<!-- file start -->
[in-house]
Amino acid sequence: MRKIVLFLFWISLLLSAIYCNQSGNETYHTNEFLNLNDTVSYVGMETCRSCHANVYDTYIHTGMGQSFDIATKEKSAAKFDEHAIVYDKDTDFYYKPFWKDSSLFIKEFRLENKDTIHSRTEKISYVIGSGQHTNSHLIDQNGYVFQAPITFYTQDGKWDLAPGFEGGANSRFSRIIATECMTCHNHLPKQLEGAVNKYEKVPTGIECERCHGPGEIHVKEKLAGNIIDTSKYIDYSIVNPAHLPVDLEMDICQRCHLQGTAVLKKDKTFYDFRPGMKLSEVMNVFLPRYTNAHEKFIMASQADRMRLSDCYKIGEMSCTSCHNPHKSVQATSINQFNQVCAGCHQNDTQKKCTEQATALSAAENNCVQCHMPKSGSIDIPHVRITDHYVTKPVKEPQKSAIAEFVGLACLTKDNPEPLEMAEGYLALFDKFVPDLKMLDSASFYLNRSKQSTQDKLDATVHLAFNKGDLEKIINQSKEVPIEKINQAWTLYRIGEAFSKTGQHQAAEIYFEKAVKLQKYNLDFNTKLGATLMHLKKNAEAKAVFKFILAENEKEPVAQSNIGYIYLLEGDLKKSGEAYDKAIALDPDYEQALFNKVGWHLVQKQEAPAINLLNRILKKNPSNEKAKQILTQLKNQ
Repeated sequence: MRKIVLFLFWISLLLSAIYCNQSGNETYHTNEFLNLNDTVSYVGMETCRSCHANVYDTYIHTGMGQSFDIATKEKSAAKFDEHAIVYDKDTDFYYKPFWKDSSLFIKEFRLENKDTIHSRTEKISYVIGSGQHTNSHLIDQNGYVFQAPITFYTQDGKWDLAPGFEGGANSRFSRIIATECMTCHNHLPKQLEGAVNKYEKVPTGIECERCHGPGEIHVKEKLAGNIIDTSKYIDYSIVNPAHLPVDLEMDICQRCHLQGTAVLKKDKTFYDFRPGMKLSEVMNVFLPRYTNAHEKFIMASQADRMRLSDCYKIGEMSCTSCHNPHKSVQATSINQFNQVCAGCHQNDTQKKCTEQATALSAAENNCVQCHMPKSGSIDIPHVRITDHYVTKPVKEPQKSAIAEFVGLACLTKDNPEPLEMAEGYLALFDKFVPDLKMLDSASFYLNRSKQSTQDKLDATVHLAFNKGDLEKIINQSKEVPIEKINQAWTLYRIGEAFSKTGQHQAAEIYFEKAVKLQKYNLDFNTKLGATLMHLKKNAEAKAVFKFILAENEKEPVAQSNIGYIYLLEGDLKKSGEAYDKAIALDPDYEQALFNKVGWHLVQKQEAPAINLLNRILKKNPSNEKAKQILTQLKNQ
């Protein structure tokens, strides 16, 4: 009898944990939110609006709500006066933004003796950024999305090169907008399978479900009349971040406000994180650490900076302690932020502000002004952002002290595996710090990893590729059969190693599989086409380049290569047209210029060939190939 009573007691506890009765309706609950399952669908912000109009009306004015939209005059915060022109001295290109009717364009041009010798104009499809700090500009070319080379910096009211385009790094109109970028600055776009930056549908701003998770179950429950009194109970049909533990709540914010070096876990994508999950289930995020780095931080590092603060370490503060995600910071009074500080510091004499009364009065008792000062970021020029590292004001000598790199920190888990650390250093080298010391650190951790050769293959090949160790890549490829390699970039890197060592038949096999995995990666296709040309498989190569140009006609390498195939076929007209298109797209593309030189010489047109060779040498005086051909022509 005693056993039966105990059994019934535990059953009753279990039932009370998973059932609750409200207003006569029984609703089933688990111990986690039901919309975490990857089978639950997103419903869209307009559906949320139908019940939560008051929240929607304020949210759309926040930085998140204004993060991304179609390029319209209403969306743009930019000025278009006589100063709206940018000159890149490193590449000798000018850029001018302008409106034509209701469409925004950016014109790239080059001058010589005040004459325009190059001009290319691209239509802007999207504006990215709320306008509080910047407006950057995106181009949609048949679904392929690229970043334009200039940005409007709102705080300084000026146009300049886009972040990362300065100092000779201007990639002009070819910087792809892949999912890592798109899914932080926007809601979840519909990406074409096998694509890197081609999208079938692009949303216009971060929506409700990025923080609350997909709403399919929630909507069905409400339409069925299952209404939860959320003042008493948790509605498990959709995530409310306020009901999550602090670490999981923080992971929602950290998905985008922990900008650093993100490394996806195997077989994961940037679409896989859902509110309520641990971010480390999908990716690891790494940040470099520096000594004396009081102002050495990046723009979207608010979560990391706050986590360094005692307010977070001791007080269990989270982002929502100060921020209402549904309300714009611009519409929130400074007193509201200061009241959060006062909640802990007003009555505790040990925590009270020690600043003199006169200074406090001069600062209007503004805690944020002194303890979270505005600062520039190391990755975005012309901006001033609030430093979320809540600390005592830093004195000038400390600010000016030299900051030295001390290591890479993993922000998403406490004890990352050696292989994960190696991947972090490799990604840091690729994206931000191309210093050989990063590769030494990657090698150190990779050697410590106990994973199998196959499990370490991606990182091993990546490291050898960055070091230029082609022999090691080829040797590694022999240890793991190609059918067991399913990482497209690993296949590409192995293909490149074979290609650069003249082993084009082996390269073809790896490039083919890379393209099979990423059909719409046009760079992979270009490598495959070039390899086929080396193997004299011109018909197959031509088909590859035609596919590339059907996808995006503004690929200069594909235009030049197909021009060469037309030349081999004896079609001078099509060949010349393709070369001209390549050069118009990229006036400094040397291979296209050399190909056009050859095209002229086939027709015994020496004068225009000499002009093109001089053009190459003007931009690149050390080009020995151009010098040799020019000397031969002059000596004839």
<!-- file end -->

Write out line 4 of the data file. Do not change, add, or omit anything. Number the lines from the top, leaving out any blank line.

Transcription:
């Protein structure tokens, strides 16, 4: 009898944990939110609006709500006066933004003796950024999305090169907008399978479900009349971040406000994180650490900076302690932020502000002004952002002290595996710090990893590729059969190693599989086409380049290569047209210029060939190939 009573007691506890009765309706609950399952669908912000109009009306004015939209005059915060022109001295290109009717364009041009010798104009499809700090500009070319080379910096009211385009790094109109970028600055776009930056549908701003998770179950429950009194109970049909533990709540914010070096876990994508999950289930995020780095931080590092603060370490503060995600910071009074500080510091004499009364009065008792000062970021020029590292004001000598790199920190888990650390250093080298010391650190951790050769293959090949160790890549490829390699970039890197060592038949096999995995990666296709040309498989190569140009006609390498195939076929007209298109797209593309030189010489047109060779040498005086051909022509 005693056993039966105990059994019934535990059953009753279990039932009370998973059932609750409200207003006569029984609703089933688990111990986690039901919309975490990857089978639950997103419903869209307009559906949320139908019940939560008051929240929607304020949210759309926040930085998140204004993060991304179609390029319209209403969306743009930019000025278009006589100063709206940018000159890149490193590449000798000018850029001018302008409106034509209701469409925004950016014109790239080059001058010589005040004459325009190059001009290319691209239509802007999207504006990215709320306008509080910047407006950057995106181009949609048949679904392929690229970043334009200039940005409007709102705080300084000026146009300049886009972040990362300065100092000779201007990639002009070819910087792809892949999912890592798109899914932080926007809601979840519909990406074409096998694509890197081609999208079938692009949303216009971060929506409700990025923080609350997909709403399919929630909507069905409400339409069925299952209404939860959320003042008493948790509605498990959709995530409310306020009901999550602090670490999981923080992971929602950290998905985008922990900008650093993100490394996806195997077989994961940037679409896989859902509110309520641990971010480390999908990716690891790494940040470099520096000594004396009081102002050495990046723009979207608010979560990391706050986590360094005692307010977070001791007080269990989270982002929502100060921020209402549904309300714009611009519409929130400074007193509201200061009241959060006062909640802990007003009555505790040990925590009270020690600043003199006169200074406090001069600062209007503004805690944020002194303890979270505005600062520039190391990755975005012309901006001033609030430093979320809540600390005592830093004195000038400390600010000016030299900051030295001390290591890479993993922000998403406490004890990352050696292989994960190696991947972090490799990604840091690729994206931000191309210093050989990063590769030494990657090698150190990779050697410590106990994973199998196959499990370490991606990182091993990546490291050898960055070091230029082609022999090691080829040797590694022999240890793991190609059918067991399913990482497209690993296949590409192995293909490149074979290609650069003249082993084009082996390269073809790896490039083919890379393209099979990423059909719409046009760079992979270009490598495959070039390899086929080396193997004299011109018909197959031509088909590859035609596919590339059907996808995006503004690929200069594909235009030049197909021009060469037309030349081999004896079609001078099509060949010349393709070369001209390549050069118009990229006036400094040397291979296209050399190909056009050859095209002229086939027709015994020496004068225009000499002009093109001089053009190459003007931009690149050390080009020995151009010098040799020019000397031969002059000596004839």